ST. GEORGE – Utah’s governor and lawmakers are discussing possible gun control measures in relation to preventing school shootings in the wake of the Feb. 14 shooting at a Florida high school that left 17 dead.
Gov. Gary Herbert was interviewed for the Politico’s “Off Message” podcast Friday while visiting Washington, D.C. for the National Governors Association conference. While interviewer Isaac Dovere asked Herbert about Mitt Romney’s run for the Senate and Utah’s vying to host the 2030 Winter Olympics, the conversation eventually shifted to gun control.
“There’s no simply answer to this issue,” Herbert said. However, the governor did say he would consider raising the age from 18 to 21 for buying certain semi-automatic rifles, limiting magazine sizes and supporting more comprehensive background checks.
“I support better background checks,” Herbert said. “Complete, comprehensive background checks to make sure people don’t have access to guns if they are convicted felons, have bad behavior or have mental health issues.”
While Herbert said the idea of raising the buying age for a semi-automatic rifle such as the AR-15 – the weapon reportedly used by the shooter in Florida – may seem “a little incongruous” seeing as some can enter military service at 18, he added there may be something to be said for gaining common sense as one gets older.
As for magazine size, Herbert said he didn’t see much need anything beyond a seven- or nine-round magazine.
“Once you get past a typical size when you go out hunting, you’re probably having excess baggage you don’t need,” he said. “I have no problem with restricting magazines.”
One idea Herbert wasn’t very supportive of was that of arming teachers.
“I don’t think we want to have people (in schools) armed,” he said, even though he acknowledged that Utah allows teachers to conceal carry like any other Utah residents with a state-issued permit.
Utah law currently does not allow school districts to enact policies banning conceal carry firearms on campus, Herbert said, so there’s a possibility some teachers on campus may already be armed.
Still, he favored leaving the matter of being armed in a school to school resource officers who have received special training.
Rep. Walt Brooks, R-St. George, has a different opinion. He told St. George News that he favors seeing teachers armed – provided they get properly trained to qualify for it.
“If a teacher wants to go through that training, then great,” Brooks said.
Many teachers have shown they are willing to stand between their students and gunfire, Brooks said, so why not allow them to be armed?
Brooks also said he doesn’t believe the AR-15 and similar firearms are the problem. Rather, he said, it is tied to issues regarding mental illness and a general deterioration in societal morals, among other factors.
Herbert agrees that mental health plays a role in the overall issue of school shootings and must be addressed. During the podcast interview, Herbert also pointed the finger at Hollywood and the video game industry for producing movies and games that glorify “blood and guts” and desensitize young people to gore and killing.
Rep. V. Lowry Snow, R-Utah, said the state is renewing efforts to make mental health care available to the youth in the state. He told St. George News these efforts are a “first line of defense” in potentially preventing tragedies involving mass shootings.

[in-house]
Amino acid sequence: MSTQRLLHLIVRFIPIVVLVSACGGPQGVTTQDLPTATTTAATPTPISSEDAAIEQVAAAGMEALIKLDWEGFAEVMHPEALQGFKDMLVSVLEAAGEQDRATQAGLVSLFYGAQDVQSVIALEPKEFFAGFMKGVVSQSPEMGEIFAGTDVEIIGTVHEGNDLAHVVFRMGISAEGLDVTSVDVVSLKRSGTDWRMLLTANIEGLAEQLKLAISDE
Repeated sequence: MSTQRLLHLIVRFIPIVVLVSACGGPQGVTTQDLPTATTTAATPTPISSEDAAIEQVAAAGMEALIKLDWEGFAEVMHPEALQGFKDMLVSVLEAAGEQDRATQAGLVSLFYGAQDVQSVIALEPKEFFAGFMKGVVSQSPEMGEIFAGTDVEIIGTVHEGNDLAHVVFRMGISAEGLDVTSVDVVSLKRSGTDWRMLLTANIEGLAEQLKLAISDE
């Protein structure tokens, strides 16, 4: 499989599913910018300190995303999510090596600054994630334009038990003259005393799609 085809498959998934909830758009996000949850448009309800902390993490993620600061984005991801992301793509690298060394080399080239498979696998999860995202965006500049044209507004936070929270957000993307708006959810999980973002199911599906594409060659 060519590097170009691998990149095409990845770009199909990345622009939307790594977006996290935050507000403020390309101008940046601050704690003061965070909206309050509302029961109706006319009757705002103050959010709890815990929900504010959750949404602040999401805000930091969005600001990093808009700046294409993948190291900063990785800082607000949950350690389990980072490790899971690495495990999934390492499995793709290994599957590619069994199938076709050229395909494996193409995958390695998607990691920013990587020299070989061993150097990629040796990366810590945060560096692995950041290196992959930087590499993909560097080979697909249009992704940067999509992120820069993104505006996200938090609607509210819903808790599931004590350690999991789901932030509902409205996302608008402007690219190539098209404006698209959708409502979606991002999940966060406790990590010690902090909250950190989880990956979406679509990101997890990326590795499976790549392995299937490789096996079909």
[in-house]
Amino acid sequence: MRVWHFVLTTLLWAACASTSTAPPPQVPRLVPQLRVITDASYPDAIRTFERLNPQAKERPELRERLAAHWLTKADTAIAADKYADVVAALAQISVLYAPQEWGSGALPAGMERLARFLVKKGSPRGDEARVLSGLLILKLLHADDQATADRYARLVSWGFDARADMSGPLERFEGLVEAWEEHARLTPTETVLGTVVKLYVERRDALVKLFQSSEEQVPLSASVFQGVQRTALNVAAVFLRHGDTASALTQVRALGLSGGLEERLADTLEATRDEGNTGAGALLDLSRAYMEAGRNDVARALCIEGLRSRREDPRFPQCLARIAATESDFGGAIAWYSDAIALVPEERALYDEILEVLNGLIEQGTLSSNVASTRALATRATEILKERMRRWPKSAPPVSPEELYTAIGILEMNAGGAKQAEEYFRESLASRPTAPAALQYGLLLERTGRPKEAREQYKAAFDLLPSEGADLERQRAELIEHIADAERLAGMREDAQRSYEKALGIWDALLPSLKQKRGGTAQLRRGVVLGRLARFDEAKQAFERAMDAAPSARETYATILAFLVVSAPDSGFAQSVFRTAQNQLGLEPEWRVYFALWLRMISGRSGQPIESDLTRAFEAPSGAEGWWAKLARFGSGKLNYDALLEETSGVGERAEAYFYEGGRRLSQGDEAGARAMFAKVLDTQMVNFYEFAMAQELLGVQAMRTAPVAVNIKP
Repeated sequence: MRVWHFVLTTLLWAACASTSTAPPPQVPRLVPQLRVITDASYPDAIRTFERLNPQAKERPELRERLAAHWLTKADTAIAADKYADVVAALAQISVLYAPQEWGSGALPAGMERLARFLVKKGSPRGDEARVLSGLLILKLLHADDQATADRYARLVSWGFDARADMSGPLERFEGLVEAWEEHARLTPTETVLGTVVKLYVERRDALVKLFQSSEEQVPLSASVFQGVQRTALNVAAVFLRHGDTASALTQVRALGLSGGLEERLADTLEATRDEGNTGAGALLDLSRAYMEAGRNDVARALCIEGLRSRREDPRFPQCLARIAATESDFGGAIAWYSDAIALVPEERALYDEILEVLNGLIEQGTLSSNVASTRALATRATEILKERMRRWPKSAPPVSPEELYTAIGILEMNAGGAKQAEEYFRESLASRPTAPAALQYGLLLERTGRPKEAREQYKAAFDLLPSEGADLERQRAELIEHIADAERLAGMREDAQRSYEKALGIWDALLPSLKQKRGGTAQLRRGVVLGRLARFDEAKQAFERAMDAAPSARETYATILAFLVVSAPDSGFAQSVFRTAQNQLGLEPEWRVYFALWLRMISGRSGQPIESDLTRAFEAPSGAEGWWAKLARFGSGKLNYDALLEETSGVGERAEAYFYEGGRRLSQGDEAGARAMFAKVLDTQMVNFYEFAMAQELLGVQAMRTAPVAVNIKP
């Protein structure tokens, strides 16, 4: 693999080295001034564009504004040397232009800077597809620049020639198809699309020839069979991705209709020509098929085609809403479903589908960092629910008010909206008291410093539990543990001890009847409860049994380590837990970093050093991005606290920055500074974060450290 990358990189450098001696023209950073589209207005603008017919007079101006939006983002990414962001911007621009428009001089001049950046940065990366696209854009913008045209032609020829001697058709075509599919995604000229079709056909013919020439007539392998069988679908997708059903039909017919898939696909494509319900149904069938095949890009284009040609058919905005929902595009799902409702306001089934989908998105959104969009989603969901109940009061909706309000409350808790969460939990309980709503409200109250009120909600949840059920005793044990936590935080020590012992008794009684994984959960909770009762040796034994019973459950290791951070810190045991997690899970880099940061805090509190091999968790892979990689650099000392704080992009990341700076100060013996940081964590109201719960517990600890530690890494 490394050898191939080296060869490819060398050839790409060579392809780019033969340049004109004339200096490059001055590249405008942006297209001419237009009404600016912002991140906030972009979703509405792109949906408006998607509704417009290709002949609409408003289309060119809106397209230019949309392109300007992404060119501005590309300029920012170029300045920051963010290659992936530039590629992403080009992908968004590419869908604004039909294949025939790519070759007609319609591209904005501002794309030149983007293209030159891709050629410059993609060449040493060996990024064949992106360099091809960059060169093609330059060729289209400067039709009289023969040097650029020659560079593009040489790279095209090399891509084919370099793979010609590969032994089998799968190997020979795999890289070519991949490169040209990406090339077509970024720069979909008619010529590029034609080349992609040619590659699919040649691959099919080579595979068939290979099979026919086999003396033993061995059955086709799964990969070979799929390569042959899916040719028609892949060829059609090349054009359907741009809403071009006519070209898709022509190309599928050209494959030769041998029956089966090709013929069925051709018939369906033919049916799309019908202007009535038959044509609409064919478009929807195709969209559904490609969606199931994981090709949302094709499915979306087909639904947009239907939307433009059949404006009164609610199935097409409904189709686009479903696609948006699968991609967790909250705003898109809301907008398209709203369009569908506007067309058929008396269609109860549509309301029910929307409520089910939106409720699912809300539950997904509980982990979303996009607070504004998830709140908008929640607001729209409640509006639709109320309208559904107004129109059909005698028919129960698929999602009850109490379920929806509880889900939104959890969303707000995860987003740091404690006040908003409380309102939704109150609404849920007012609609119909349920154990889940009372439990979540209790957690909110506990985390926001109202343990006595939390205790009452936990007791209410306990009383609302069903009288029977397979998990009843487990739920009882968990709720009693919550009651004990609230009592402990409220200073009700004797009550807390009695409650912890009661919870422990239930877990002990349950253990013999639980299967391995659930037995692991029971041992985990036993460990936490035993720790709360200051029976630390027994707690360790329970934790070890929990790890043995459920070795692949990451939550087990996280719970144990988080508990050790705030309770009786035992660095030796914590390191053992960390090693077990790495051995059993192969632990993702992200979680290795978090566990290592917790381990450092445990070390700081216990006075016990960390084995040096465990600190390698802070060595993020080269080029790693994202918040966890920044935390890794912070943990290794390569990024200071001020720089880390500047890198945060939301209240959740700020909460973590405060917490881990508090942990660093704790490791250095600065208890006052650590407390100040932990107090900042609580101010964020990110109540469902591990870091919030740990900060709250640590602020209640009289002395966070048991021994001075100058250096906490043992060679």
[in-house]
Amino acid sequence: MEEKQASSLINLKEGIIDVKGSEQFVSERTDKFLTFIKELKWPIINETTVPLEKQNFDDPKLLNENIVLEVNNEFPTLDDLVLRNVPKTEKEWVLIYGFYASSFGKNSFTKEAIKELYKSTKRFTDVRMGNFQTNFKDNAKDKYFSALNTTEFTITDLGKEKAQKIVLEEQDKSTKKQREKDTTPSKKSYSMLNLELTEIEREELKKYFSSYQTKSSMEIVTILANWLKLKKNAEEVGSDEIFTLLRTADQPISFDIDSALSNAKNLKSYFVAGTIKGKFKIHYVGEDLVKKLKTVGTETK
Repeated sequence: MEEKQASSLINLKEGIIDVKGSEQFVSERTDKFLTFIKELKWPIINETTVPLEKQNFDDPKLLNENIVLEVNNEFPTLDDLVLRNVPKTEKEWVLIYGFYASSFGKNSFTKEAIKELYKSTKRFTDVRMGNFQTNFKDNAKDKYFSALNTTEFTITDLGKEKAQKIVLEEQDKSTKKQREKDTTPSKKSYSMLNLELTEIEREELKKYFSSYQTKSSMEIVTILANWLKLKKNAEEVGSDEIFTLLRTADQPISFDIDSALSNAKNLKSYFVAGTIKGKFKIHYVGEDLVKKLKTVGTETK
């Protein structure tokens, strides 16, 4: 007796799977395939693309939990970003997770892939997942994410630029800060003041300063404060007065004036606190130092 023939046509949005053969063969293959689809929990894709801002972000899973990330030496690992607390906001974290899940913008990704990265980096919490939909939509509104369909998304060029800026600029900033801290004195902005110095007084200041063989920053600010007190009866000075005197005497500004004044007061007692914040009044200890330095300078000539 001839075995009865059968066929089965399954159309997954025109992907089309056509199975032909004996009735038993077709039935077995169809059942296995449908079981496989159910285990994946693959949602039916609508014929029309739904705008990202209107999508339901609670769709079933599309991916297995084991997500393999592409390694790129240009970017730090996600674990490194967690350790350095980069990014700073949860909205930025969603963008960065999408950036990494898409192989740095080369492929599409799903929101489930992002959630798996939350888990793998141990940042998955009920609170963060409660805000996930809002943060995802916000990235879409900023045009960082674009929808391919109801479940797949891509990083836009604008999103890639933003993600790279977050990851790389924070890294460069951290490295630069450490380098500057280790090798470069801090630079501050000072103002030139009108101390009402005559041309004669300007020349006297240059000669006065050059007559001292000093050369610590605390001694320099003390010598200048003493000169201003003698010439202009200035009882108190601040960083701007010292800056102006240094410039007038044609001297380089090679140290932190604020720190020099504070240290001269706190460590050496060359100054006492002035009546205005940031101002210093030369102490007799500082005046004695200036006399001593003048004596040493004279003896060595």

House Speaker Greg Hughes, R-Draper, told the Salt Lake Tribune that lawmakers in Utah’s House of Representatives are looking to see what changes they can make in remaining two weeks of this year’s legislative session to address school shootings.
Hughes said lawmakers, school officials, gun-rights advocates and others may focus on how to enhance school security.
However, Senate President Wayne Niederhauser isn’t so certain the Legislature will be able to pass substantive legislation during the final weeks of the session, according to the Deseret News.
Discussion of gun policy in relation to school safety may be better handled during interim legislative sessions leading to the 2019 session, he said.
“I want to sort out what would be good policy versus what would just be window dressing,” Niederhauser told reporters Friday.
However, on Monday Niederhauser said he’s personally drafting a bill that would spend more on school security, according the Fox 13 News.
The additional funding for school security could be used to put school resource officers in schools where they currently are not assigned, Snow said.
“School resource officers play a very important role (in school safety),” he said.
Fox 13 News also reported that a bill being drafted by Rep. Stephen Handy, R-Layton, may allow the courts to order to confiscation of firearms from those deemed seriously mentally ill.
Whether Handy’s bill as able to survive the final days of the session remains to be seen.
Herbert said whatever policies end up becoming law need to be based on good policy, not simply a “feel good thing” but rather policy that “actually has a better outcome.”
Solving the issue of gun violence in schools also shouldn’t be a partisan issue, he said.
“The problem is we end up making this a partisan issue,” the governor said, “and I think it ought to be based on common sense and good policy. And I think Democrats and Republicans alike can have good common sense.”
Overall, it will take bringing together “a lot of different aspects to this (issue) to solve the problem,” Herbert said.
The Associated Press contributed to this story.
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